Siddhartha was originally born into the Brahmin tradition, and naturally accepted the validity of their teachings growing up. Eventually, he no longer felt that the Brahmins could offer him the wisdom that his heart needed in order to be fulfilled. He describes this in the passage above. Though he believed that their teaching was acceptable, it was difficult for him to grasp the concepts on a deep level because those teachers lacked the depth of experience. Siddhartha had a sense of his extraordinary, untapped potential. Over the course of his criticism of the Brahmin, he still maintained respect for them. He acknowledged that, “wise Brahmins could not be overlooked”. The wisdom that they’ve acquired through their own mediation is valuable, though it is impossible to merely introduce a student to concepts that can only be entirely understood via experience. Experience is the true teacher.

This passage is interesting because it challenges traditional teaching methods. Learning in a classroom merely introduces a student to a concept, while working through the process of formulating a coherent paper deepens the student’s level of understanding. Furthermore, contemplation of the concepts allows the student to incorporate these ideas into his life.

This supports the foundation of the Zen Buddhism tradition. In the Zen tradition, a student is provided with a koan in order to merely plant the seed of a lesson in a student’s consciousness so that the student can fully develop it on his own. The student personalizes this lesson, essentially integrating it into his own truth and reality through meditation. The student’s spiritual development is measured by his ability to discover the truth of the koan, based on the teacher’s subjective evaluation. The purpose of this method is to provide the student with a learning experience that the student can take with him in his journey through suffering.

5) “The drinker does indeed find escape, he does indeed find a short respite and rest, but he returns from the illusion and finds everything as it was before. He has not grown wiser, he has not gained knowledge, he has not climbed any higher,” (14).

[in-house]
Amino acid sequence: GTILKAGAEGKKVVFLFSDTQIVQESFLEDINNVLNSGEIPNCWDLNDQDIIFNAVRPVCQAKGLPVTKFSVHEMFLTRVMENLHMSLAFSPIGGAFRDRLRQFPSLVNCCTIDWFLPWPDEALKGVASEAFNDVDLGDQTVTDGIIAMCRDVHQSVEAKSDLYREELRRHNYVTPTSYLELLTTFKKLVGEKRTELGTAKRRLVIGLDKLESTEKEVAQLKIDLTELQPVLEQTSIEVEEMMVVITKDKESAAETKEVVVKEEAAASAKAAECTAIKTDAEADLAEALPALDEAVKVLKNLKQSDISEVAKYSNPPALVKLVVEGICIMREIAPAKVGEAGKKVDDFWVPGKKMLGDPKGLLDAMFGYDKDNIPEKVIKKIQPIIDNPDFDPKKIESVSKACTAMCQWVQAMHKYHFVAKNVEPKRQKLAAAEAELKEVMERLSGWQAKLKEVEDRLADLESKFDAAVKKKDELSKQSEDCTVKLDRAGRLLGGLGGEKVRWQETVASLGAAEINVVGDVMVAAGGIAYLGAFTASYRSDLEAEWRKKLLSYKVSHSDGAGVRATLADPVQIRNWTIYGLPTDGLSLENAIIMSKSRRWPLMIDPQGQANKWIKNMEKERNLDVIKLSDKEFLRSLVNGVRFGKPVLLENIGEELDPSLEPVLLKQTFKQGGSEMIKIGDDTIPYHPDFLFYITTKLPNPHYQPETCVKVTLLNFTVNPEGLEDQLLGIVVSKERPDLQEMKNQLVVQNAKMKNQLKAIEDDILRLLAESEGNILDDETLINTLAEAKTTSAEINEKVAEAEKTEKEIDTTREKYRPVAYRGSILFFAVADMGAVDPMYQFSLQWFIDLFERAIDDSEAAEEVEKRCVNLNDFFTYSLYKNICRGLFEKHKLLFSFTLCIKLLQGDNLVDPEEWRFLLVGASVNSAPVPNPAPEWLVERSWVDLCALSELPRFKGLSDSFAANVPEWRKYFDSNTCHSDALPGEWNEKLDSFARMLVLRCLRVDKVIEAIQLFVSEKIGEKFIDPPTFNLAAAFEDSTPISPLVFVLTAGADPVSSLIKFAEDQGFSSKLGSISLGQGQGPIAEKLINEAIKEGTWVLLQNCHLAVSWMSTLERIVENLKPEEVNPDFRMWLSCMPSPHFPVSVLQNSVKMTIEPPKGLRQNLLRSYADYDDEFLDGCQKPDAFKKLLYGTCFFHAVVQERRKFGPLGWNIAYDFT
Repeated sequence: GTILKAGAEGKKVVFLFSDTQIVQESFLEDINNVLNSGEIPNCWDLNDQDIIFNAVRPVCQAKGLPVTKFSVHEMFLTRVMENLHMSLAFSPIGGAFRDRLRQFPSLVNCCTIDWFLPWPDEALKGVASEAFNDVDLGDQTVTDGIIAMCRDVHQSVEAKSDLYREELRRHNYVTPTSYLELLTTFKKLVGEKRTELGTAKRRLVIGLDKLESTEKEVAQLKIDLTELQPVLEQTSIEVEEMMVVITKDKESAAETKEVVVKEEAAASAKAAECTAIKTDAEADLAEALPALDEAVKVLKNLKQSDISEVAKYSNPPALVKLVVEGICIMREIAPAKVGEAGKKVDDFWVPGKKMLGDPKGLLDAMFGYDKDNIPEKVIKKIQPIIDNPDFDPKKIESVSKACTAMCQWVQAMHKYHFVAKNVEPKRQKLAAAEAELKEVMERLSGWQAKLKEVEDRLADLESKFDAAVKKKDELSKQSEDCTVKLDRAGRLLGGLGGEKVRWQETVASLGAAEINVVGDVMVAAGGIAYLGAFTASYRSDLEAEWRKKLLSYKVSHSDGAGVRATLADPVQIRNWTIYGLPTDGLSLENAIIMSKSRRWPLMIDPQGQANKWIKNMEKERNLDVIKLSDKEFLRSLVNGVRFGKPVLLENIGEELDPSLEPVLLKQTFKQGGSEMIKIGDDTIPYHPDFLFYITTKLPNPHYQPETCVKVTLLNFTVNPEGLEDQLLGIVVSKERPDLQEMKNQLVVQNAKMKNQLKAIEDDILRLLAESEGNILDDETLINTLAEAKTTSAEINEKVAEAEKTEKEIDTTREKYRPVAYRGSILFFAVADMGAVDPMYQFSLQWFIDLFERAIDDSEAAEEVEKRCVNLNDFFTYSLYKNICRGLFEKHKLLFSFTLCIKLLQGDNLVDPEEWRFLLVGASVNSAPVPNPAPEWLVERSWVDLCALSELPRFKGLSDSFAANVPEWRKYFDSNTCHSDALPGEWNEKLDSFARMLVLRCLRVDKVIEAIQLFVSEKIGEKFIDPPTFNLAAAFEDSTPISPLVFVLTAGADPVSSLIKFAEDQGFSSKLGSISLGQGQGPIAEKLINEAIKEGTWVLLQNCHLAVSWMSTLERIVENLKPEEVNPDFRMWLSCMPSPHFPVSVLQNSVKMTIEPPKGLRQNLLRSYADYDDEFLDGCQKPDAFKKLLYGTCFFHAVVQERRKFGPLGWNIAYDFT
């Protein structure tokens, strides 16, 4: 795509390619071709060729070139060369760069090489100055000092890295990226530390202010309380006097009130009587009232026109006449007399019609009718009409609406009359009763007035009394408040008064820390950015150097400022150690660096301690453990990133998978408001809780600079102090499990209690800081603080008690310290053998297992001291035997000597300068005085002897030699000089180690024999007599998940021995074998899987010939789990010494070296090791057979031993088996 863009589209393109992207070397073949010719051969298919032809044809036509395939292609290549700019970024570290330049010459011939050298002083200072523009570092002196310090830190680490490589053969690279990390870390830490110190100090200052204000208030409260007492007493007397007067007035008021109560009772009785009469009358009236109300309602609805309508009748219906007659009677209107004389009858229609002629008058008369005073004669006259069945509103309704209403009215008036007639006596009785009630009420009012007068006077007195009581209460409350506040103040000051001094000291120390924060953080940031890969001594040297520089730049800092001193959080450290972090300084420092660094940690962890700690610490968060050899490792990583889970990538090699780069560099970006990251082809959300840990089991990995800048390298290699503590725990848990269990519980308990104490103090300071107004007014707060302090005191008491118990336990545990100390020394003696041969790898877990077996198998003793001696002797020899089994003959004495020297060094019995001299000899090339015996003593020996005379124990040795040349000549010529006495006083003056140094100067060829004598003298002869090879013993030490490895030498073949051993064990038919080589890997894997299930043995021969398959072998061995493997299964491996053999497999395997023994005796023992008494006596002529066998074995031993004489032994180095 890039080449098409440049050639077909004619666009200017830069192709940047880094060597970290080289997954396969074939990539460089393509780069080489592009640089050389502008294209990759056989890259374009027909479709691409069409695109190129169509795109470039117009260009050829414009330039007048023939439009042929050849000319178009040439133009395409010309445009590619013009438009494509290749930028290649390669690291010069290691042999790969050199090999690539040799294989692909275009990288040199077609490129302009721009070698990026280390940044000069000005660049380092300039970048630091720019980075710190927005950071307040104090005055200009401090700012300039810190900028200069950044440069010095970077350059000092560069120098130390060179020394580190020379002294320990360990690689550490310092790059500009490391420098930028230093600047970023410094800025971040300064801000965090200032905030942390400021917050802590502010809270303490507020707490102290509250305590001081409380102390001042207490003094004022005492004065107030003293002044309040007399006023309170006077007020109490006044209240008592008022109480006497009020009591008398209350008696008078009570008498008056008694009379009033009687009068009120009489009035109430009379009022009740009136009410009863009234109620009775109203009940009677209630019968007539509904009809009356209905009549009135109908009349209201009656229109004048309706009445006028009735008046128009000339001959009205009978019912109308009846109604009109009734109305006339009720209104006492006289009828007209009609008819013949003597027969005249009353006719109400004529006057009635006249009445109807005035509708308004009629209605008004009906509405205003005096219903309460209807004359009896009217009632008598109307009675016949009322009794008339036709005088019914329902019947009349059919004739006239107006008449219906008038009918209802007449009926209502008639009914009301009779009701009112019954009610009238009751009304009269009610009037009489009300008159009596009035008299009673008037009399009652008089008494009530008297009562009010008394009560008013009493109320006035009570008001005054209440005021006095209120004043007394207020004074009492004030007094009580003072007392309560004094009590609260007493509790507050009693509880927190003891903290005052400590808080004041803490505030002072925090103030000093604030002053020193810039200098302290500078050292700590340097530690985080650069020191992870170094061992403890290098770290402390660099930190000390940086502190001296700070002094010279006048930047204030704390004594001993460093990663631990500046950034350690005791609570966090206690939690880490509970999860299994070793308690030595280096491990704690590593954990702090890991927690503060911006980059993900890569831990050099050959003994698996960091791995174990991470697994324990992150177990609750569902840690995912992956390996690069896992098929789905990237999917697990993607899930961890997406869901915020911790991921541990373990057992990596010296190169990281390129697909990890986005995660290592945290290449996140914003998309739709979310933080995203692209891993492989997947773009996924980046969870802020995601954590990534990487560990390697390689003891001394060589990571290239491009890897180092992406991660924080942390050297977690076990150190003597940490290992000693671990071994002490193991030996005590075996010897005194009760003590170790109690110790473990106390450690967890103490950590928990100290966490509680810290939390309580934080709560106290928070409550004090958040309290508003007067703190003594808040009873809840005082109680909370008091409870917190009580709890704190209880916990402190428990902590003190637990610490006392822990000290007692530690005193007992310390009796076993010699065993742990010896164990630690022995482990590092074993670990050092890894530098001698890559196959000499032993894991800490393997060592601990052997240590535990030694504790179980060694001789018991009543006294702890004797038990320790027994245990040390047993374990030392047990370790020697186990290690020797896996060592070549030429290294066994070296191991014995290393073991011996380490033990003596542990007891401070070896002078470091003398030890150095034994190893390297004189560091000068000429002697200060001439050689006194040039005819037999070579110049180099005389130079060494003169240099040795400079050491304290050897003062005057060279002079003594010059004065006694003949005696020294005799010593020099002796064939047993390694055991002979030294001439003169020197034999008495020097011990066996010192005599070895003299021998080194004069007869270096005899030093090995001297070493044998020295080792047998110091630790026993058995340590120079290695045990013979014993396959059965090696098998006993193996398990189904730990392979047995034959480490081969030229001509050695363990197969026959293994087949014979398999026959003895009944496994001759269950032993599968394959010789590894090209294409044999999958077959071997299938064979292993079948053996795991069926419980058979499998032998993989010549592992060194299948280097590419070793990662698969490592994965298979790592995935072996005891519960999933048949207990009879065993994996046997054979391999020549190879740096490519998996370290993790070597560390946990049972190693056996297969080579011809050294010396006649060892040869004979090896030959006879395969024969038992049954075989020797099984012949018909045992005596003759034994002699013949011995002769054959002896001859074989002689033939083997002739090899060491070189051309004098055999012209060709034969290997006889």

Siddhartha felt an immense amount of frustration when he originally attempted to discover truth through his work with the Samanas and contemplation in meditation. Though he was persistent in his practice, he ultimately found no answers. Siddhartha seemed to lose patience in his passionate search for truth because he continued to suffer and was truly desperate for relief.

This passage is extremely interesting because it directly relates Siddhartha’s experience to that of modern day alcoholics. It acknowledges the common struggle between alcoholics universally in understanding their current life situation. At the same time as acknowledging the problem, the passage also offers a Buddhist perspective that explains why this coping strategy is useless. Siddhartha realizes that using alcohol to cope with life is only a “short respite and rest” as opposed to a permanent solution. It supports the first Noble Truth in that one cannot escape suffering. It is essential that one accept the inevitable existence of suffering. Buddhists perceive life from this realistic perspective instead of under the hopeful illusion that all alcoholics adopt. Siddhartha claims that an alcoholic “returns from the illusion and finds everything as it was before”. This suggests that it is necessary for one to approach suffering with Right Mindfulness, one of the components of the Eightfold Path in Buddhism. Siddhartha teaches that in order to grow out of this state of suffering, one must approach life with acceptance and willingness to change. This teaching supports the necessity of individual responsibility, which is the backbone of the Eightfold Path. Only a change in an individual’s behavior can affect one’s well-being.

Even though this passage is describes alcoholics, it is applicable to all. The only way that one can overcome suffering is to develop a productive response to life’s unavoidable struggles. It is important to evaluate life from a perspective that gives one the ability to accept aspects that cannot be changed. Staying strong is the only technique that can bring lasting peace and enough motivation in oneself to continue to survive in the face of challenge.